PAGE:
The Bohr Effect states that in the presence of carbon dioxide, the oxygen affinity for haemoglobin decreases. In other words, an increase in blood carbon dioxide level and corresponding decrease in blood pH causes haemoglobin to bind to oxygen with less affinity.
This effect facilitates oxygen transport as hemoglobin binds to oxygen in the lungs, but then releases it in the tissues, particularly those tissues in most need of oxygen. This is because when a tissue's metabolic rate increases, its carbon dioxide production increases.
To summarise this: If we breathe within normal parameters this mechanism works very well to deliver oxygen to brain and body tissues. By contrast, over-breathing (i.e. breathing more than the physiological norm) can upset this delicate balance thereby reducing oxygen delivery to cells and potentially resulting in a range of possible compensatory mechanisms.
The hazards of hyperventilation
Anyone who has experienced dizziness or "seen stars" after a violent fit of coughing, blowing up party balloons or an air mattress will be familiar with the effect that breathing too much air has on reducing oxygen supply to the brain. If breathing large volumes of air is supposed to be beneficial, why does it make us dizzy?
Hyperventilation, or over-breathing, does not add oxygen to arterial blood. This is because under normal physiological states arterial blood is close to saturation with respect to oxygen and is simply not able to absorb more.
Normal oxygen saturation values are 97% to 98% in a healthy individual.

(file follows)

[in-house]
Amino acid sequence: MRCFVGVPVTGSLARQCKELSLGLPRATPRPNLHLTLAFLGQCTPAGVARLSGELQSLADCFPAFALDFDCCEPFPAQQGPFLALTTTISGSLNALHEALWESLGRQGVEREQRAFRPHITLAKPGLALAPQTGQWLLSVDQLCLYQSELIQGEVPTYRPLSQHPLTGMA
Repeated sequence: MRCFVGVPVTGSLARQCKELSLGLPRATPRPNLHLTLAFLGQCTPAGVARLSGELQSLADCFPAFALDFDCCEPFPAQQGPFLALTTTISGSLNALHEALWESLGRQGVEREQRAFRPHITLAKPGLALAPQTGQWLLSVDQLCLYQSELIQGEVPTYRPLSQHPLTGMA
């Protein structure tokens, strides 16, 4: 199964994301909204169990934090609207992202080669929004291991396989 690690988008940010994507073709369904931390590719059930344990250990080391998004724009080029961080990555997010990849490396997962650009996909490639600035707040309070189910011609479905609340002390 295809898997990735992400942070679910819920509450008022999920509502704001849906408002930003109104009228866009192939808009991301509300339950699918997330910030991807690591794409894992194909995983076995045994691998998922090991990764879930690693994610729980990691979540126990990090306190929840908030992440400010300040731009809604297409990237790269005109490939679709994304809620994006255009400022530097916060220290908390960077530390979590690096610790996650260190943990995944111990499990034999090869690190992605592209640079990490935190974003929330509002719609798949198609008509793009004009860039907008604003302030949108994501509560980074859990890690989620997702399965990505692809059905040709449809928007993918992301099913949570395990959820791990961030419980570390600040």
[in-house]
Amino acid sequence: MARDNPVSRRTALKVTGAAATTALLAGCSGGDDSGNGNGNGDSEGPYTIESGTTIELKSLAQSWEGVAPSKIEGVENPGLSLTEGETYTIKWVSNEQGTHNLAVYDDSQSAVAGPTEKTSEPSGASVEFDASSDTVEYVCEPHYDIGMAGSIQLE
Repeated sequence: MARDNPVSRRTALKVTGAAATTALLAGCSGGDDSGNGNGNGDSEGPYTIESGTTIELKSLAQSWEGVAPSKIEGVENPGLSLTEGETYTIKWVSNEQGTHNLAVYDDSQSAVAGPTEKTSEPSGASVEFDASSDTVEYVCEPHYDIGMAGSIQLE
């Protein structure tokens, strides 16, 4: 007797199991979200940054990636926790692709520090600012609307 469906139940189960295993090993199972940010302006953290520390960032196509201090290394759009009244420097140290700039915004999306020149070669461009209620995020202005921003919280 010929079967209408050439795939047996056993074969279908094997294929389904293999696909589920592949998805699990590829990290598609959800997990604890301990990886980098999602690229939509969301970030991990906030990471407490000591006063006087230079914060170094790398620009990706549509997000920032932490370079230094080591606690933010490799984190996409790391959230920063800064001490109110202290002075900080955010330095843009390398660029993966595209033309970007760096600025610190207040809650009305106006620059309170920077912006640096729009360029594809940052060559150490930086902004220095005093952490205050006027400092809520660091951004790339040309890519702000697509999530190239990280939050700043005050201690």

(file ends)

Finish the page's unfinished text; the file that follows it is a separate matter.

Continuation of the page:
However, over-breathing depletes carbon dioxide in airways and arterial blood producing a condition known as hypocapnia. Hypocapnia reduces oxygen availability to our cells in two ways:
- As blood levels of carbon dioxide drop during hyperventilation, smooth muscle can constrict around blood vessels restricting the flow of oxygenated blood to the tissues.
- Lower levels of carbon dioxide dissolved in the blood shift blood pH towards a state known as respiratory alkalosis and the haemoglobin which transports oxygen in the blood binds more tightly with the oxygen reducing its release to the body tissues.
Over-breathing and cerebral hypoxia
The figure below shows how even a few minutes of over-breathing (hyperventilation) can starve your brain of oxygen. If one minute of hyperventilation can do this, imagine the toxic effect on your body from a lifetime of over-breathing.
Functional MRI scan of a human brain showing oxygen saturation of haemoglobin.
Red and yellow areas correspond to highest oxygen saturation of haemoglobin
The left-hand image shows normal oxygen saturation in a healthy breather's brain. The right-hand image shows oxygen availability in the brain is reduced by 40% as a result of about a minute of over-breathing (hyperventilation). Not only is oxygen availability reduced, but glucose critical to brain functioning is also markedly reduced as a result of cerebral vasoconstriction (from Litchfield 2003)v.
Over-breathing and its effects on health
Over-breathing can trigger asthma attacks, panic attacks, migraines and exacerbate a range of disorders including breathlessness, shortness of breath, asthma, hypertension, heart palpitations, irregular heartbeat, dizziness, spacey feelings, tingling in hands and feet, numbness, light headedness, fatigue, sleep apnoea, cold hands and feet, digestive disorders including gastric reflux, bloating, irritable bowel and stress disorders.
The scientific basis linking dysfunctional breathing to these symptoms and disorders is documented in numerous studies and medical text books and explained in our introductory seminars. Copies of published research and studies are available on request. You will also find many of these in the section for health professionals on this website.
At the Buteyko Breathing Clinic we can help you enjoy restful snore-free sleep, relieve symptoms of asthma and other respiratory disorders, reduce stress and enjoy better health and well-being by helping you change the way you breathe.
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